Am I The Bolas? – Deck’s First Game

Mike Carrozza • May 4, 2022

Reflector Mage |Illustrated by Willian Murai

Hello and welcome to Am I the Bolas?

This column is for all of you out there who have ever played some Magic and wondered if you were the bad guy. I’m here to take in your story with all of its nuances so I can bring some clarity to all those asking, “Am I the Bolas?” Whether it’s because of a mean play or even just getting bored with your playgroup, I’m ready to hear you out and offer advice. All you have to do is email markcarbonza@gmail.com!

I’m Mark Carbonza, the guy taking an absolute beating from Witty Roastmaster!

“And his shirt doesn’t even fit right!”

This week, what happens when a new deck surpasses your expectations?

MARKY MARK MARK MARK MARKITY MARK!

(email edited for brevity, clarity, and anonymity)

Let’s cut to it.

So I built an Azorius flash deck helmed by Ephara, God of the Polis. I go to play the deck against some people without testing it, only to find out that I had built an abomination.

We all have the rule zero conversation, and I mention that I’m not sure what power level my deck is since I’ve never played it before, but I assure the other players that there is no stax or anything like that. About halfway through the game, I found out that I didn’t put very many win conditions into my deck, and the more controlling nature of my deck started grinding the game down. One player in particular was upset at how I was continuously bouncing and flickering my Reflector Mage to bounce their creatures, and ended up resigning in frustration. After that, the game started going even more slowly since I wasn’t really doing anything other than drawing cards and playing small creatures. After many minutes, another player finally casts Aetherflux Reservoir and wins the game. We all said good game but I could kind of tell that no one was enjoying themselves throughout the game.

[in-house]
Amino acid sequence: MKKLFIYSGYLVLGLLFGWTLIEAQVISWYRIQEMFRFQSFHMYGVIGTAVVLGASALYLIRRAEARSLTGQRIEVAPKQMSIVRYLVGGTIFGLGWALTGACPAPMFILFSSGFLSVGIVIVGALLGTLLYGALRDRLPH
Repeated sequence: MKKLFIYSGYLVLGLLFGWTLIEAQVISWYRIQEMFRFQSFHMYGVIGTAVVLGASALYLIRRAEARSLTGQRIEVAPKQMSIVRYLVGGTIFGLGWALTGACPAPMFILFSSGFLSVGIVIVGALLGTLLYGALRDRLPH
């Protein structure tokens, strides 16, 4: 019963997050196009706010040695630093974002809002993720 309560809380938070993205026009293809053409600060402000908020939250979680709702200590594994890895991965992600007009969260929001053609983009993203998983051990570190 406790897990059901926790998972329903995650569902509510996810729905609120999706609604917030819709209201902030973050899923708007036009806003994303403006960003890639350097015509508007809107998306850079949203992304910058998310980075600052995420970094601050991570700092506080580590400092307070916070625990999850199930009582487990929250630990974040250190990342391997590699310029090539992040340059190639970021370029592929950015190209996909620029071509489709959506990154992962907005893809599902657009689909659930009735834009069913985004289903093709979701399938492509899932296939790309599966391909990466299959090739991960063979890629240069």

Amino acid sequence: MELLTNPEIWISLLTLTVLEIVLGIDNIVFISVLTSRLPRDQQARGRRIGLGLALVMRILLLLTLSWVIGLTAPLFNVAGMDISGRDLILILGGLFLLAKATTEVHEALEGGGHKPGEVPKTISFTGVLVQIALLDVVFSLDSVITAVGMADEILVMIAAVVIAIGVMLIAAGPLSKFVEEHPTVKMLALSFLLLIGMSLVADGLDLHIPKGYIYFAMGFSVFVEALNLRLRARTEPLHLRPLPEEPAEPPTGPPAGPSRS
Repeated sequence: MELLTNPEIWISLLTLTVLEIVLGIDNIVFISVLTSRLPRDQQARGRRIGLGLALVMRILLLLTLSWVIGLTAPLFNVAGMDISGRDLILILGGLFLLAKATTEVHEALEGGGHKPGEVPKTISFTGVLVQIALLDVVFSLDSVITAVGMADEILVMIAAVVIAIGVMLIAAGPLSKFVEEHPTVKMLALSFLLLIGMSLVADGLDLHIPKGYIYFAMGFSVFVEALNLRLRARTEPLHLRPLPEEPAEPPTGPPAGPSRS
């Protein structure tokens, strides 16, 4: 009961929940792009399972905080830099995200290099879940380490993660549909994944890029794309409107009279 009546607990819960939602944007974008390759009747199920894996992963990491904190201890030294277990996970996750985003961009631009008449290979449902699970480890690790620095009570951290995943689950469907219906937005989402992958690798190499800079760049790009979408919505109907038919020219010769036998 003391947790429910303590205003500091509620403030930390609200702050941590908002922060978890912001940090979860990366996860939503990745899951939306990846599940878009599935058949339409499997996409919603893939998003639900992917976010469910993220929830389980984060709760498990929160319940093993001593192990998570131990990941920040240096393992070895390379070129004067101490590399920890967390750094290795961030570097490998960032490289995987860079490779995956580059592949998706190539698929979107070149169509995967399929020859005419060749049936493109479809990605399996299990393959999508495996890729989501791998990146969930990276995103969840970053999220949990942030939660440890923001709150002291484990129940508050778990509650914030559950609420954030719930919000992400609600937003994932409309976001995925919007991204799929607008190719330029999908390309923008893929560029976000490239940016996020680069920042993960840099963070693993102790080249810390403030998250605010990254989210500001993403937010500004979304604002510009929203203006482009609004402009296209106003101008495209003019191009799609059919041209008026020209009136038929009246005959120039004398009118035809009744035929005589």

Out of the two remaining players after the one player resigned, one of them was really vocally upset at how they couldn’t do anything.

So am I the Bolas for just slowing down the game with an untested deck?
Thanks,
Ephara Player

EPHARITY ‘PHARA EPHARA-RA